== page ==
Reverse leakage current

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Reverse leakage current in a semiconductor device is the current from that semiconductor device when the device is reverse biased.

When a semiconductor device is reverse biased it should not conduct any current, however, due to increased barrier potential, the free electrons on the p side are dragged to the battery's positive terminal, while holes on the n side are dragged to the battery's negative terminal. This produces a current of minority charge carriers and hence its magnitude is extremely small. For constant temperature reverse current is almost constant though applied reverse voltage is increased up to certain limit. Hence it is also called as reverse saturation current.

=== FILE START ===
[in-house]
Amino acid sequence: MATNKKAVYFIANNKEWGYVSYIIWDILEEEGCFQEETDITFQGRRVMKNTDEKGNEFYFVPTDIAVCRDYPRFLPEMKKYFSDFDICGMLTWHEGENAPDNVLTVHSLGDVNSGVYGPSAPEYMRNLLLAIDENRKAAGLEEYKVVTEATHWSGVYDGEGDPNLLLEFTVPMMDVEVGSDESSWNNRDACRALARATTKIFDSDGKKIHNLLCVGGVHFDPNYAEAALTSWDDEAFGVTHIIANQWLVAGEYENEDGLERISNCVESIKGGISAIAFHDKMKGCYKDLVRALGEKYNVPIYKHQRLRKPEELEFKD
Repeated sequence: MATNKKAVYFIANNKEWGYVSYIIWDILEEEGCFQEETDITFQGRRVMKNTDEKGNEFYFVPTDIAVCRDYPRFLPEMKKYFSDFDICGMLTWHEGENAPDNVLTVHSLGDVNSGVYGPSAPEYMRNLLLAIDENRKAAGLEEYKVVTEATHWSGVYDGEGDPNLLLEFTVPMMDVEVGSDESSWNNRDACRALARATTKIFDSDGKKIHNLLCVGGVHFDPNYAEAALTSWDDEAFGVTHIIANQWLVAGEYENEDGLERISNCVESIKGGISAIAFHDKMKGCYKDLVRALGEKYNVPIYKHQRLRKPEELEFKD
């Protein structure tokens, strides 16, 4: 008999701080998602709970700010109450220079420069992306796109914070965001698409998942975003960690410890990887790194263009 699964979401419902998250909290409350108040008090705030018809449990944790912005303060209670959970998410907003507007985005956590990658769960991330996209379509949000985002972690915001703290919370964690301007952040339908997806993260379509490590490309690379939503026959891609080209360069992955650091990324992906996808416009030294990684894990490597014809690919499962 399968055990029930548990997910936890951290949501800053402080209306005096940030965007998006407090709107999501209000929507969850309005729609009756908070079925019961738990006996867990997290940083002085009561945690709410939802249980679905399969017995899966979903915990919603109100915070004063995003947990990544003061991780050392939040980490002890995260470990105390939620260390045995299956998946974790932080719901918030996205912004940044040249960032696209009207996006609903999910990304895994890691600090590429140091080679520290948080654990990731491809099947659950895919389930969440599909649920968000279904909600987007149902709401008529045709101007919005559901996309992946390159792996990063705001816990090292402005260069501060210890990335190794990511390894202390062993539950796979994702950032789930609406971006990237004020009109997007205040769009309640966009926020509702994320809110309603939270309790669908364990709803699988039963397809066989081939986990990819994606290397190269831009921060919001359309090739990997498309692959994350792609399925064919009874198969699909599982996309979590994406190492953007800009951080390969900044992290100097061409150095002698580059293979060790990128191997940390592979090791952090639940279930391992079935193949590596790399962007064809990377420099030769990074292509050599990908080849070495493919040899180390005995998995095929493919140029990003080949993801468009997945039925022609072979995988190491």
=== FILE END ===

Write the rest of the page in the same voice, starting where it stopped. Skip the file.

The term is particularly applicable to mostly semiconductor junctions, especially diode and thyristor.

Reverse leakage current is also known as "zero gate voltage drain current" with MOSFETs. The leakage current increased with temperature. As an example the Fairchild Semiconductor FDV303N has a reverse leakage of up to 1 microamp at room temperature rising to 10 microamp with a junction temperature of 50 degree Celsius. For all basic purposes, leakage current is very small, and, thus, is normally negligible.